I vividly remember when I first started playing with makeup. It was in junior high school and, along with a group of other girls, I spent most of lunch trying not to poke my eyes out while playing in the mascara and eyeliner one of them had smuggled out of her mom’s makeup bag. We all thought we looked so grown-up with our black liner, even blacker mascara and brown-lined, clear-glossed lips. To be honest, we looked foolish. But, when girls are ready to try makeup for the first time, a lot of foolishness is usually what happens.
The interesting thing about determining whether your daughter is ready to start wearing makeup is that you must acknowledge that she has probably already tried it on her own—especially if she’s at the age where you’re wondering about it. And that’s not a bad thing. Trying out new things and wanting to fit in is actually a huge part of your daughter’s development in her tween years. The good thing is that, as the guide in your daughter’s life, you can help her develop a healthy sense of self by introducing her to makeup—instead of letting her figure it out with her girlfriends in the school bathrooms. (And, in the process, you’ll save her tons of humiliation!)
If you’re on the fence—or even if you’ve determined that your daughter is ready for makeup—here are five tips to help you make sure she feels good about herself, she’s not putting any undue emphasis on the act of wearing makeup, and, most importantly, she is only using makeup to enhance her natural beauty and not letting the makeup itself determine her worth.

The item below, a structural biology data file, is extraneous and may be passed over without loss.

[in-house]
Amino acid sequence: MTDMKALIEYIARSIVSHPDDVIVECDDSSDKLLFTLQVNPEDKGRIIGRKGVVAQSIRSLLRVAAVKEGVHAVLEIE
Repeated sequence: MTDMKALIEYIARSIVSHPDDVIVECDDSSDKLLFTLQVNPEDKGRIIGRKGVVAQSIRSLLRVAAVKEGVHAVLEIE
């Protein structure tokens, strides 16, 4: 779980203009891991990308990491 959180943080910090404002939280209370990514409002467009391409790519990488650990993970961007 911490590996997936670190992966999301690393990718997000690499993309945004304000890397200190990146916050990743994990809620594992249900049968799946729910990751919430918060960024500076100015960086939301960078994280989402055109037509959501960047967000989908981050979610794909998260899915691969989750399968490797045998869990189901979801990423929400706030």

Explore the real meaning of beauty
The biggest challenge I’ve seen parents face when their daughter is at the age to care about her appearance is in helping her develop positive self-esteem. Our society makes a huge fuss about what it means to be beautiful, and I can understand the need to keep your daughter from that for as long as possible. But the cool thing about exploring the meaning of beauty with your daughter as she begins experimenting with makeup is that you get to help shape her views. When you talk about what beauty is, I’d shy away from the generic “true beauty is inside you” speech and instead share your funny mishaps about trying on makeup and trying to be cool. Sharing these stories, while also discussing your own battle to become independent and free-thinking, will stick with her more because she’ll see in you what it means to define her own beauty—makeup or no makeup.
Talk about proper skincare
When—or if—you start allowing your daughter to wear makeup, I encourage you to not just talk about the age-appropriate shades and styles; you should also talk about taking care of her skin. One mistake I made when trying to wear makeup was plastering my face with too much foundation and powder (and in the wrong shade at that), and it wasn’t until an aunt saw that I had way too much on that she gently shared that I needed to take care of the skin under the makeup, too. This is especially true if you’ve realized that the reason your daughter is thinking about makeup is to cover acne or other skin conditions that occur during adolescence. As your daughter begins to experiment, be mindful about the ingredients in the products, talk to a dermatologist about which products to use for her skin tone and help her find safe products that will not irritate her skin. Another suggestion: Help your daughter to develop a healthy skincare regimen that includes how to take off her makeup at the end of the day.
Listen to her reasons